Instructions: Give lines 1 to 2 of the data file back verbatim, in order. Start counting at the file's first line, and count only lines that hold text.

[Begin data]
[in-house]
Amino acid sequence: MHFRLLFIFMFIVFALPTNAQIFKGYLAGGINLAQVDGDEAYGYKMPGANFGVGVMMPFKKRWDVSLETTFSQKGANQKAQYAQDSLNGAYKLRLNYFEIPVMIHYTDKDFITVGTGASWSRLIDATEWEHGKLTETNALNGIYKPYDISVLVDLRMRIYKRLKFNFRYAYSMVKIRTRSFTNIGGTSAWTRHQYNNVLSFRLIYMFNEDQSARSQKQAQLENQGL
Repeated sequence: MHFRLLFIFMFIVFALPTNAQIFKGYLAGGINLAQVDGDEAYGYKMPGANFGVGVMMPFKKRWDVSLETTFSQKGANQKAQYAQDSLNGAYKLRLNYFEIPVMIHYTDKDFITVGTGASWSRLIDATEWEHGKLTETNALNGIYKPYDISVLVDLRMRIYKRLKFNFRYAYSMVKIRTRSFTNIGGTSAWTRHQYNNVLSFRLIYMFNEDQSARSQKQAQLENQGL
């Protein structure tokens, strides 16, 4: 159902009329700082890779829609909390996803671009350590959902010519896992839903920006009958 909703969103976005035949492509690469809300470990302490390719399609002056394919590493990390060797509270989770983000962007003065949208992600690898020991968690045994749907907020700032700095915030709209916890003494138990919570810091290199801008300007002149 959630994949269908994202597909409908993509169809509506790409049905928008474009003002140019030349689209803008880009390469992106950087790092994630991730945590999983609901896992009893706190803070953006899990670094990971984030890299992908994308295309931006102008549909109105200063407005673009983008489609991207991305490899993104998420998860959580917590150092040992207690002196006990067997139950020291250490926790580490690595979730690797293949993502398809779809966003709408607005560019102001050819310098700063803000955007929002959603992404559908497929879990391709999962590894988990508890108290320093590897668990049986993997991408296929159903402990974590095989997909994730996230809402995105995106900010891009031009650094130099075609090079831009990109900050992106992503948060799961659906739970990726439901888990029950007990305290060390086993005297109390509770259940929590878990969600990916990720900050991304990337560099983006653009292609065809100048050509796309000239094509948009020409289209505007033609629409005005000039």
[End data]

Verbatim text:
[in-house]
Amino acid sequence: MHFRLLFIFMFIVFALPTNAQIFKGYLAGGINLAQVDGDEAYGYKMPGANFGVGVMMPFKKRWDVSLETTFSQKGANQKAQYAQDSLNGAYKLRLNYFEIPVMIHYTDKDFITVGTGASWSRLIDATEWEHGKLTETNALNGIYKPYDISVLVDLRMRIYKRLKFNFRYAYSMVKIRTRSFTNIGGTSAWTRHQYNNVLSFRLIYMFNEDQSARSQKQAQLENQGL